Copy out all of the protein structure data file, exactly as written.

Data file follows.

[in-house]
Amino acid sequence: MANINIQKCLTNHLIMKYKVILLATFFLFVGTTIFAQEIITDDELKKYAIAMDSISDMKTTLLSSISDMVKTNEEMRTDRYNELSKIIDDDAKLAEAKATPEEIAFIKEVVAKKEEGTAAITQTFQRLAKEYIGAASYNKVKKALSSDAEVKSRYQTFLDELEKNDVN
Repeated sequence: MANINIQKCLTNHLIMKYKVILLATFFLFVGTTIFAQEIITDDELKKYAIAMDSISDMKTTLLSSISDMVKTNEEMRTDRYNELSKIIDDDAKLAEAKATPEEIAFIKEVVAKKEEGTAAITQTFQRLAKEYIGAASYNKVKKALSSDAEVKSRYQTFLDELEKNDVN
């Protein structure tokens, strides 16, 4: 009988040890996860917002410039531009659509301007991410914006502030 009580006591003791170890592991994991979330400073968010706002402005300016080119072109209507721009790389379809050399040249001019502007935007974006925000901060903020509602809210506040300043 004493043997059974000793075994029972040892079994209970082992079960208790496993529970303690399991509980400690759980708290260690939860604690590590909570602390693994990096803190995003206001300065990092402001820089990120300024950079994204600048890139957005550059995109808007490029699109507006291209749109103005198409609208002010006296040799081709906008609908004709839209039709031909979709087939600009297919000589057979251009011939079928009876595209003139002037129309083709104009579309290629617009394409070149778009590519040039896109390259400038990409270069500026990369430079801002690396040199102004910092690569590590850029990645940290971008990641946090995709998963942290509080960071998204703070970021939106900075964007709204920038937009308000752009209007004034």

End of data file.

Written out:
[in-house]
Amino acid sequence: MANINIQKCLTNHLIMKYKVILLATFFLFVGTTIFAQEIITDDELKKYAIAMDSISDMKTTLLSSISDMVKTNEEMRTDRYNELSKIIDDDAKLAEAKATPEEIAFIKEVVAKKEEGTAAITQTFQRLAKEYIGAASYNKVKKALSSDAEVKSRYQTFLDELEKNDVN
Repeated sequence: MANINIQKCLTNHLIMKYKVILLATFFLFVGTTIFAQEIITDDELKKYAIAMDSISDMKTTLLSSISDMVKTNEEMRTDRYNELSKIIDDDAKLAEAKATPEEIAFIKEVVAKKEEGTAAITQTFQRLAKEYIGAASYNKVKKALSSDAEVKSRYQTFLDELEKNDVN
């Protein structure tokens, strides 16, 4: 009988040890996860917002410039531009659509301007991410914006502030 009580006591003791170890592991994991979330400073968010706002402005300016080119072109209507721009790389379809050399040249001019502007935007974006925000901060903020509602809210506040300043 004493043997059974000793075994029972040892079994209970082992079960208790496993529970303690399991509980400690759980708290260690939860604690590590909570602390693994990096803190995003206001300065990092402001820089990120300024950079994204600048890139957005550059995109808007490029699109507006291209749109103005198409609208002010006296040799081709906008609908004709839209039709031909979709087939600009297919000589057979251009011939079928009876595209003139002037129309083709104009579309290629617009394409070149778009590519040039896109390259400038990409270069500026990369430079801002690396040199102004910092690569590590850029990645940290971008990641946090995709998963942290509080960071998204703070970021939106900075964007709204920038937009308000752009209007004034």